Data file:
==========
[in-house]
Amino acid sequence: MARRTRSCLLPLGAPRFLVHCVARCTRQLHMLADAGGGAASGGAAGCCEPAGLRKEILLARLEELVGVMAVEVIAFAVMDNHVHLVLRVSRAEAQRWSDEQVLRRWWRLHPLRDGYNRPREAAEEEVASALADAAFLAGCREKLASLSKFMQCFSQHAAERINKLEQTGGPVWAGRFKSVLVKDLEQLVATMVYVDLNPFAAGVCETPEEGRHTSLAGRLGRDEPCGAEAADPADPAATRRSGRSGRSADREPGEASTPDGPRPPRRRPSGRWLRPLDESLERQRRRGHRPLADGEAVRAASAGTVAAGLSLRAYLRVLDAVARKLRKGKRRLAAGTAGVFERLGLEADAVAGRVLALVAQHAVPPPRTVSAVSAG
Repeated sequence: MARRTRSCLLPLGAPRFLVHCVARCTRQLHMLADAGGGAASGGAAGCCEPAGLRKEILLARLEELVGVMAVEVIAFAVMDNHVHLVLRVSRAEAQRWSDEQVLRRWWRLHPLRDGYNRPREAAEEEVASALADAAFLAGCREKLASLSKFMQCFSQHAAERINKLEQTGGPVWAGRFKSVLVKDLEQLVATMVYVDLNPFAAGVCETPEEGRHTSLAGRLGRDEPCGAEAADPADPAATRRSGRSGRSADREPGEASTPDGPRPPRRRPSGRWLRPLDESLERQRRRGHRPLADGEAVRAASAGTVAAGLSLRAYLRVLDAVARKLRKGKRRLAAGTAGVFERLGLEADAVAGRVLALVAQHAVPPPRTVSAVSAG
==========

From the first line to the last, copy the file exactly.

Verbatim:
[in-house]
Amino acid sequence: MARRTRSCLLPLGAPRFLVHCVARCTRQLHMLADAGGGAASGGAAGCCEPAGLRKEILLARLEELVGVMAVEVIAFAVMDNHVHLVLRVSRAEAQRWSDEQVLRRWWRLHPLRDGYNRPREAAEEEVASALADAAFLAGCREKLASLSKFMQCFSQHAAERINKLEQTGGPVWAGRFKSVLVKDLEQLVATMVYVDLNPFAAGVCETPEEGRHTSLAGRLGRDEPCGAEAADPADPAATRRSGRSGRSADREPGEASTPDGPRPPRRRPSGRWLRPLDESLERQRRRGHRPLADGEAVRAASAGTVAAGLSLRAYLRVLDAVARKLRKGKRRLAAGTAGVFERLGLEADAVAGRVLALVAQHAVPPPRTVSAVSAG
Repeated sequence: MARRTRSCLLPLGAPRFLVHCVARCTRQLHMLADAGGGAASGGAAGCCEPAGLRKEILLARLEELVGVMAVEVIAFAVMDNHVHLVLRVSRAEAQRWSDEQVLRRWWRLHPLRDGYNRPREAAEEEVASALADAAFLAGCREKLASLSKFMQCFSQHAAERINKLEQTGGPVWAGRFKSVLVKDLEQLVATMVYVDLNPFAAGVCETPEEGRHTSLAGRLGRDEPCGAEAADPADPAATRRSGRSGRSADREPGEASTPDGPRPPRRRPSGRWLRPLDESLERQRRRGHRPLADGEAVRAASAGTVAAGLSLRAYLRVLDAVARKLRKGKRRLAAGTAGVFERLGLEADAVAGRVLALVAQHAVPPPRTVSAVSAG